Title page for ETD etd-07022010-132624

Type of Document Dissertation
Author Sriramula, Srinivas
URN etd-07022010-132624
Title Interaction of Tumor Necrosis Factor-Alpha and the Renin Angiotensin System in the Pathogenesis of Hypertension
Degree Doctor of Philosophy (Ph.D.)
Department Comparative Biomedical Sciences (Veterinary Medical Sciences)
Advisory Committee
Advisor Name Title
Francis, Joseph Committee Chair
Li, Shulin Committee Member
Paulsen, Daniel B Committee Member
Sehgal, Inder Committee Member
Foltz, David W Dean's Representative
  • Angiotensin II
  • Tumor necrosis factor-alpha
  • Hypertension
  • Cardiac hypertrophy
  • Reactive oxygen species
  • Renin angiotensin system
  • Pro-inflammatory cytokines
Date of Defense 2010-06-25
Availability restricted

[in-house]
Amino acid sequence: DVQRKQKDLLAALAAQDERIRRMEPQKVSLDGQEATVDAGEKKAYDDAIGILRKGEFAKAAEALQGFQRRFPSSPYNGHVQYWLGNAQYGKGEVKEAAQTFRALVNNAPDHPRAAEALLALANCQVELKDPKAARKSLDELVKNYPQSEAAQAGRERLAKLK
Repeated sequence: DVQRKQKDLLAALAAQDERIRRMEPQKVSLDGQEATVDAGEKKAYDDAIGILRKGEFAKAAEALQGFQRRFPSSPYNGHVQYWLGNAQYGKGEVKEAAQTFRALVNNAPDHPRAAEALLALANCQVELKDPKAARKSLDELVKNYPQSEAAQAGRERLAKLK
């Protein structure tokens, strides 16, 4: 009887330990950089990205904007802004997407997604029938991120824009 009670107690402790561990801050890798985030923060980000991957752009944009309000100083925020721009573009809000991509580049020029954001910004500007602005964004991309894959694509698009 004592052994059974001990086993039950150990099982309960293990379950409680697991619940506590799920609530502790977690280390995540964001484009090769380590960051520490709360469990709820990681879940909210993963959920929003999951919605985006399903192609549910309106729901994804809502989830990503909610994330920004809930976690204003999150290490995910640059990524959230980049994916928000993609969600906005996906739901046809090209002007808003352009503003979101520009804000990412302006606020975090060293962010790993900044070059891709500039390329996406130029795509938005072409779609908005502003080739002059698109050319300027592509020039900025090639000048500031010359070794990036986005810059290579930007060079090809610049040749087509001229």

Hypertension is a major predisposing factor for the development of cardiovascular and renal diseases. The renin-angiotensin system (RAS) plays a pivotal role in the pathogenesis of cardiovascular diseases such as hypertension, myocardial infarction, heart failure, and stroke. Angiotensin II (Ang II), the effector peptide of the RAS, activates a wide spectrum of signaling responses via the Ang II type-I receptor that mediate its physiological control of blood pressure, thirst and sodium balance. For the past two decades, increasing evidence has demonstrated that the circulatory RAS and local/tissue RAS components (heart and brain) may contribute to the development of hypertensive response. Currently, hypertension is considered a low-grade inflammatory condition induced by interaction of the RAS with various pro-inflammatory cytokines, including tumor necrosis factor-alpha (TNF-α). Several in vitro and in vivo studies suggest the existence of a cross-talk between Ang II and TNF-α, implying an important role for TNF-α in blood pressure regulation. However, the functional importance of TNF-α in Ang II-induced response is unclear. In this dissertation, we examined the hypothesis that TNF-α is involved in the Ang II-induced hypertensive response and explored the interaction of Ang II and TNF-α in the heart and brain in the pathogenesis of hypertension. To examine this interaction, the effects of chronic administration of Ang II was evaluated in TNF-α knockout mice to dissect out the role played by TNF-α in the Ang II-induced effects. Additionally, the role of reactive oxygen species and the transcription factor nuclear factor-kappaB (NF-κB), were examined in this interaction between Ang II and TNF-α. Furthermore, to understand the role of central control of blood pressure via the hypothalamic paraventricular nucleus, an important cardiovascular regulatory center in the brain, we studied the effect of TNF-α blockade and Angiotensin Converting Enzyme 2 overexpression within the brain on blood pressure control. Overall, these studies demonstrate a functional interaction between the RAS and TNF-α in hypertension and the possible roles of oxidative stress and NF-κB in mediating the Ang II-induced hypertensive response. These findings provide an important clue in our quest for understanding the pathophysiology of hypertension and other cardiovascular diseases.
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